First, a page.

UNFPA Statement for International Day of the Midwife
In honor of International Day of the Midwife on May 5, the United Nations Population Fund (UNFPA) released a statement highlighting the important role of midwives during childbirth and noting the shortage of approximately 350,000 professional midwives worldwide. According to the UNFPA, more than one in every three women in developing nations gives birth either alone or with only the help of a family member.
Dr. Babatunde Osotimehin, Executive Director of UNFPA, stated, "I commend the important work of midwives. Midwives deliver - and not only babies. They save lives and promote good health in societies as a whole. They are an essential workforce in an effective healthcare system." In June, the UNFPA is scheduled to release the first-ever report on the State of the World's Midwifery.
In September, the United Nations Population Fund (UNFPA), the United Nations Children's Fund (UNICEF), and the World Bank released a report stating that although maternal mortality rates have decreased by 34 percent since 1990, the decline in the rate of pregnancy-related deaths is not on track to meet the Millennium Development Goal target for 2015. Currently, there are approximately 1,000 maternal deaths per day caused by easily preventable conditions that include severe bleeding after childbirth, infections, hypertensive disorders, and unsafe abortion.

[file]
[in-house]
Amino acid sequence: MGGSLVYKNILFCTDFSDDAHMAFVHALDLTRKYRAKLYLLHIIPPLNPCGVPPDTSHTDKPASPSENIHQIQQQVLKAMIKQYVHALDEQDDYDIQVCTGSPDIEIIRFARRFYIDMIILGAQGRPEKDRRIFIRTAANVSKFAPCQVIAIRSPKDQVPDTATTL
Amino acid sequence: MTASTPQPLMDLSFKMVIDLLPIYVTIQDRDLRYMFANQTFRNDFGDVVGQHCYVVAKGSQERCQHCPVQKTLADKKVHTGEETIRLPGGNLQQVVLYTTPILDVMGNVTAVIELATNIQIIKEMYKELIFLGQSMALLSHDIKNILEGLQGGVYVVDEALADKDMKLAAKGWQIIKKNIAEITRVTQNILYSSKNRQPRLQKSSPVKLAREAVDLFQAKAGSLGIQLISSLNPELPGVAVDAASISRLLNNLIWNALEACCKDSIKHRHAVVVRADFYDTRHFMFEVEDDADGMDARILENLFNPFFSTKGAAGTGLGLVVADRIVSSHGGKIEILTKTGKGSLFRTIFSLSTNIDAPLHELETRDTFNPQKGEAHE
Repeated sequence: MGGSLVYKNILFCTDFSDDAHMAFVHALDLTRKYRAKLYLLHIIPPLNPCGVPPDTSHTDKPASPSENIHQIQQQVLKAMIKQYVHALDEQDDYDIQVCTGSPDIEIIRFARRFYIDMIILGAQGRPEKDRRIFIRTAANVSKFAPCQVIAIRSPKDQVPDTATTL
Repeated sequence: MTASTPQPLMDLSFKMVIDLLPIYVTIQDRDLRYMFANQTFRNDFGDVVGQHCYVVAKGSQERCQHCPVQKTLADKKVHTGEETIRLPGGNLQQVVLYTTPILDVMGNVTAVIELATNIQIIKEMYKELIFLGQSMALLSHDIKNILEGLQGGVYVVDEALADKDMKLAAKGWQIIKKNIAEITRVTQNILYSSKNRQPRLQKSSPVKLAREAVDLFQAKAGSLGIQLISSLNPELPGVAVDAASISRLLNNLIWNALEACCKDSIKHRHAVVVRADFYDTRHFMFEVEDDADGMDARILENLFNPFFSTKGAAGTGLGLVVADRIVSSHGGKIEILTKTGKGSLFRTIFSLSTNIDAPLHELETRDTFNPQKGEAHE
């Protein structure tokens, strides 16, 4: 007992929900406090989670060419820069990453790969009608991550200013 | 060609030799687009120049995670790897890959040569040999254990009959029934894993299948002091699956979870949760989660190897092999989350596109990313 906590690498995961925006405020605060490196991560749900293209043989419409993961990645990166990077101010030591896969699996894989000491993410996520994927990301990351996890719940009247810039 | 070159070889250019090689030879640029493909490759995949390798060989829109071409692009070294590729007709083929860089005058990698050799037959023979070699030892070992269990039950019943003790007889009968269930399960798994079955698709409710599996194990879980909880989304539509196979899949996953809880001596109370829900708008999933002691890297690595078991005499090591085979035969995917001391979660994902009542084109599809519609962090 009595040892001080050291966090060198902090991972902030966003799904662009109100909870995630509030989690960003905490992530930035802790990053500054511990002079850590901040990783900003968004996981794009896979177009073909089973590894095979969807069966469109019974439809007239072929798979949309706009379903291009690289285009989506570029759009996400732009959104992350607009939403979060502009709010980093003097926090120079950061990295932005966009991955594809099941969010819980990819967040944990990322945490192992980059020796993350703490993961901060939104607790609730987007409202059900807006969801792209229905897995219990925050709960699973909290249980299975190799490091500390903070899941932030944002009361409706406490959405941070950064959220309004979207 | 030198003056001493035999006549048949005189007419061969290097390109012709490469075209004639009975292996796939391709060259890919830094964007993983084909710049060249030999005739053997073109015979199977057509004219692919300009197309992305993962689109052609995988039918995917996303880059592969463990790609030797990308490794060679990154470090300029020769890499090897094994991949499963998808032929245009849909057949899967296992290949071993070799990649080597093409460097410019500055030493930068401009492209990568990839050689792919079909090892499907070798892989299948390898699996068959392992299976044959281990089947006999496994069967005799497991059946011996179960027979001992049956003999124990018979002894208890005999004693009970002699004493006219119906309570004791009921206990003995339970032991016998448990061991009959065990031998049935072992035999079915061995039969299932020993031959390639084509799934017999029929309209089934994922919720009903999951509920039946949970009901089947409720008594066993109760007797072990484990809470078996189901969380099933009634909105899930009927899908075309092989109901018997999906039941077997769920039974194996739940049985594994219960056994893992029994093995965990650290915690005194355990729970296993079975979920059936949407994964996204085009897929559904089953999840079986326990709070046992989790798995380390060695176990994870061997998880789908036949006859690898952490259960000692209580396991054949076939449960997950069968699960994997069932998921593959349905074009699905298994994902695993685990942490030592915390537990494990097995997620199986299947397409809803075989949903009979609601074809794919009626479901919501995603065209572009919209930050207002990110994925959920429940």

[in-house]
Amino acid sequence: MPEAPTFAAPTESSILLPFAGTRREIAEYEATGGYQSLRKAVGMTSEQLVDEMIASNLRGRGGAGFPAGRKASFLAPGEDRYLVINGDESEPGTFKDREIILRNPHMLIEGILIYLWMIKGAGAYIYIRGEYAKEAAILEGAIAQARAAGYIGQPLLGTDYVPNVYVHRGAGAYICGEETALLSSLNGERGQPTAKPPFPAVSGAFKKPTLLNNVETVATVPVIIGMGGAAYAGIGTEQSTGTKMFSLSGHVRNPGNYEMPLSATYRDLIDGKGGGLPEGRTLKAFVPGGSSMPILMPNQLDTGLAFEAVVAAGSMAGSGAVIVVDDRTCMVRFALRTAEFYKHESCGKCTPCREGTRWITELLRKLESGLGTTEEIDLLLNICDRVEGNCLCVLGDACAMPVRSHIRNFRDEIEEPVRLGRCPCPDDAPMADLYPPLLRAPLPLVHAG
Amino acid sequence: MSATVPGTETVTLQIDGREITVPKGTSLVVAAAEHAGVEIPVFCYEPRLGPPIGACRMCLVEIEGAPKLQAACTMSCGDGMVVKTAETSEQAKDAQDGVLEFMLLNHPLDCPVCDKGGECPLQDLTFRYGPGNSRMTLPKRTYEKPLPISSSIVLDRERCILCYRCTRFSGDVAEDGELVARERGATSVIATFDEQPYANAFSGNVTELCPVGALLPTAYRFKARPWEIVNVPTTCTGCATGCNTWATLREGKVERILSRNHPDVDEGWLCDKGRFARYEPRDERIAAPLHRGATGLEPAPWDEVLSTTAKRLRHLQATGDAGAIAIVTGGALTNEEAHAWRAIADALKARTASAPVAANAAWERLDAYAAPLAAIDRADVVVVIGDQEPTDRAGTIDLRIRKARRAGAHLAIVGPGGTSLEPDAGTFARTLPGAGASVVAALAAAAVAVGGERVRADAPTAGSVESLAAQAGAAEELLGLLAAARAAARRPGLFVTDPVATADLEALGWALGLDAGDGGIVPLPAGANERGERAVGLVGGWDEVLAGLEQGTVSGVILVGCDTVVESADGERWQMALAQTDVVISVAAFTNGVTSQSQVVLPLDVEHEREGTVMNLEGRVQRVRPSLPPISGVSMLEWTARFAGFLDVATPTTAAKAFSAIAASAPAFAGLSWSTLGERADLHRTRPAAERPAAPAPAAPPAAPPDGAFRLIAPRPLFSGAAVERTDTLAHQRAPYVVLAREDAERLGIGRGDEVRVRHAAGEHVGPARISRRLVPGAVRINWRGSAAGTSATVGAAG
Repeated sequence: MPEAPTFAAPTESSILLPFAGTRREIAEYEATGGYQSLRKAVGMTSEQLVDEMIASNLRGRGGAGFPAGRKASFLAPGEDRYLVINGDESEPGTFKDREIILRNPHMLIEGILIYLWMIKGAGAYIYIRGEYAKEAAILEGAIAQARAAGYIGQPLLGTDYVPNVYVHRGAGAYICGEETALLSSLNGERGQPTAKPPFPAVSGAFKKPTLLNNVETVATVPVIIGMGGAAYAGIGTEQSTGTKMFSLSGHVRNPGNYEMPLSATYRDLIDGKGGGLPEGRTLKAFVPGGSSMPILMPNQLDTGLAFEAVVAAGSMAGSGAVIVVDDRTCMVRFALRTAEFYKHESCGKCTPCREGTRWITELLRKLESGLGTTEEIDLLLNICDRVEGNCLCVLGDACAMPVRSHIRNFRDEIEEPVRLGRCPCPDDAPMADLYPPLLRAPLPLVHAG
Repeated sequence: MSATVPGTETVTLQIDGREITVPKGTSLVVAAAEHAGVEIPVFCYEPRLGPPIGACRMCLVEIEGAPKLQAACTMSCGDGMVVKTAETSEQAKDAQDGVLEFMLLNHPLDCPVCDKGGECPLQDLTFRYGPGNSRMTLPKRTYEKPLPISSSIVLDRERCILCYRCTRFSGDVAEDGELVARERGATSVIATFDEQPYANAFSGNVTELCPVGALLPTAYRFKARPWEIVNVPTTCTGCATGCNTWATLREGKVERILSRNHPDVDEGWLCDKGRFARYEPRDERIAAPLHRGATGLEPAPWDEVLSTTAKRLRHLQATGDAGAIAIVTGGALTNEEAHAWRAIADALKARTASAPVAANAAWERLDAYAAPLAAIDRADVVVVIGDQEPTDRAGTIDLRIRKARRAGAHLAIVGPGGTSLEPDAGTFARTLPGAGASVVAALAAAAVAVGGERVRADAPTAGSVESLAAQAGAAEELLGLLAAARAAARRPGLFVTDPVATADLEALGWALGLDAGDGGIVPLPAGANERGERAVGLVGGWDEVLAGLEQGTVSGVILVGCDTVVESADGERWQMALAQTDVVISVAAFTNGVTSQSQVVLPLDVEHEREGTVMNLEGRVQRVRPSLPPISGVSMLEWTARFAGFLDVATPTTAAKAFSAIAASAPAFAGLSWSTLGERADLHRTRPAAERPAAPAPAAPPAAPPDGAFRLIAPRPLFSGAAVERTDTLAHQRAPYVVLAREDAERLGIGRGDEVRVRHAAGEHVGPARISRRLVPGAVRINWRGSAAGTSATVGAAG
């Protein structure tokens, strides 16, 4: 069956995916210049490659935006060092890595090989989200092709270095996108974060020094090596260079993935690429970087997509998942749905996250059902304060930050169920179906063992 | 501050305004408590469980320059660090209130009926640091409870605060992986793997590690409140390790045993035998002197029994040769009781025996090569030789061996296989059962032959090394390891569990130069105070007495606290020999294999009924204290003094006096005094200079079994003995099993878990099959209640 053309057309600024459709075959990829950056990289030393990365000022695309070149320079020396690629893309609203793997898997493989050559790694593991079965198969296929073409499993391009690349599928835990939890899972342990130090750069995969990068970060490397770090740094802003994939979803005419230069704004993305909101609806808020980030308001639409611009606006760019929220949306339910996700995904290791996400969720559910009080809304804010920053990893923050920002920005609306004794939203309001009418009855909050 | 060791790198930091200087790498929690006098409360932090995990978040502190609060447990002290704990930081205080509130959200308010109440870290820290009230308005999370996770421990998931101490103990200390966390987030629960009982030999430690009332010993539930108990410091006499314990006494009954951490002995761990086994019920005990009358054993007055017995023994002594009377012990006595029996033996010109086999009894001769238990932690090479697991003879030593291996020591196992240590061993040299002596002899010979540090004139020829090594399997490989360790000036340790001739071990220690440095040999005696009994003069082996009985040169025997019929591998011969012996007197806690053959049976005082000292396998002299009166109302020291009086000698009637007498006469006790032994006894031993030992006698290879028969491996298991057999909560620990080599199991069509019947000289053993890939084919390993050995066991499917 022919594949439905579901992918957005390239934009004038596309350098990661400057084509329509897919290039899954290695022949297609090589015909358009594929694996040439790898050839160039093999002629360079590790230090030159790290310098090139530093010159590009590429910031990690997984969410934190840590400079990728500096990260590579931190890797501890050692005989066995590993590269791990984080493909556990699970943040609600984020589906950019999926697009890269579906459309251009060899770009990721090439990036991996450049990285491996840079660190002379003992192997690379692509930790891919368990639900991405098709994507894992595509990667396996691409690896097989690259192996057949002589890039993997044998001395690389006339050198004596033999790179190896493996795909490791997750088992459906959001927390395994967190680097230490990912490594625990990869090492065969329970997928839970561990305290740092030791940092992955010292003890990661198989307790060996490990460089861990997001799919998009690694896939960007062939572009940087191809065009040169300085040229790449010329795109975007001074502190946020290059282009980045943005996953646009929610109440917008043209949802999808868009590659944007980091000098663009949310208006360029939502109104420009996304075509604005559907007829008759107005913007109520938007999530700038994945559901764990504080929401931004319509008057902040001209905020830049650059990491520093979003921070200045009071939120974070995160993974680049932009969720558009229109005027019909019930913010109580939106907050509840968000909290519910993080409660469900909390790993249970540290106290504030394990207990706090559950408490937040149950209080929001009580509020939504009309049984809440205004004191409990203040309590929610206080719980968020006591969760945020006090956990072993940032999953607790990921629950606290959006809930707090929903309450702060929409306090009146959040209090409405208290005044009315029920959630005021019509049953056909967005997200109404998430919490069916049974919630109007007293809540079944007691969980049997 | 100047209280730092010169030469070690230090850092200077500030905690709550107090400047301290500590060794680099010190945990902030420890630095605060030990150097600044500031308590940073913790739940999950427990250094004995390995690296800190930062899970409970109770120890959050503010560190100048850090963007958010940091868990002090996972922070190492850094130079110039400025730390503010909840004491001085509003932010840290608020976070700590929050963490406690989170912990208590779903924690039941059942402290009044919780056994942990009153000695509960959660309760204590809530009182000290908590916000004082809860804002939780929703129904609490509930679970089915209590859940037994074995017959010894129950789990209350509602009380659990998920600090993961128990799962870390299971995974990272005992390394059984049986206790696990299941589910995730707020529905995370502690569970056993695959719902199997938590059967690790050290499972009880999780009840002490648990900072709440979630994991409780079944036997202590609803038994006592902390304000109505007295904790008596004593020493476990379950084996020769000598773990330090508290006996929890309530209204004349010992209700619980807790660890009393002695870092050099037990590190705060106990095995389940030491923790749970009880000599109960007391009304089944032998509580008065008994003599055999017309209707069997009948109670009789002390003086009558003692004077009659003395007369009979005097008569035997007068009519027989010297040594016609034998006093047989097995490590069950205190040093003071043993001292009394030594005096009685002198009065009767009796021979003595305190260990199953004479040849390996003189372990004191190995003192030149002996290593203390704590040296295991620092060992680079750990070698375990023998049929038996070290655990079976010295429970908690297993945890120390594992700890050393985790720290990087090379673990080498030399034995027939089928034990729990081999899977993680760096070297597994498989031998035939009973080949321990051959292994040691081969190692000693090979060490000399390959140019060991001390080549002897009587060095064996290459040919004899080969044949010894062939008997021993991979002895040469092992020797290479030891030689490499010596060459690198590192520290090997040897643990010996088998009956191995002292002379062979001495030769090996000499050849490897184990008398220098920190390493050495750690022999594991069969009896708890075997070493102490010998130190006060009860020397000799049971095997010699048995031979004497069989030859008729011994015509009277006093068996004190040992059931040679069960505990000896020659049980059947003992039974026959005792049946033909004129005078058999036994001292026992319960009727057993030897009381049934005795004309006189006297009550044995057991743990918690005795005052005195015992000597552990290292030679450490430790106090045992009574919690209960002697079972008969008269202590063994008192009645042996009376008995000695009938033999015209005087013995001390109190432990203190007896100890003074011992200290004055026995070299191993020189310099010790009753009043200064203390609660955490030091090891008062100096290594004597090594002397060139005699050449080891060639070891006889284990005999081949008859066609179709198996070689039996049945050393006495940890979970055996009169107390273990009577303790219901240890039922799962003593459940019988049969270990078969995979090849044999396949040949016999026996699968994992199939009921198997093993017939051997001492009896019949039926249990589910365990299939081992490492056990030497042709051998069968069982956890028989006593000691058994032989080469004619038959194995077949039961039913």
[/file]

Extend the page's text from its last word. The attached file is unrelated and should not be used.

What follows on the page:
Media Resources: Statement of UNFPA 5/2/11; Feminist Daily Newswire 9/16/11; World Health Organization Press Release 9/15/10
12/9/2013 Mixed Results for Afghanistan's Anti-Violence Against Women Law - The United Nations Assistance Mission in Afghanistan (UNAMA) and the Office of the UN High Commissioner for Human Rights (OHCHR) released their annual report on violence against women in Afghanistan yesterday, revealing mixed results of the country's Elimination of Violence against Women Law.
"A Way to Go: An Update on Implementation of the Law on the Elimination of Violence against Women in Afghanistan [PDF]," found that there was a 28 percent increase in reports of violence against women from 2012 to 2013 , but only 17 percent of those were prosecuted under EVAW - a small 2 percent increase from last year.
The law, which was issued by the executive decree of President Hamid Karzai in 2009, criminalizes 22 acts of violence against women and specifies punishment for perpetrators. . . .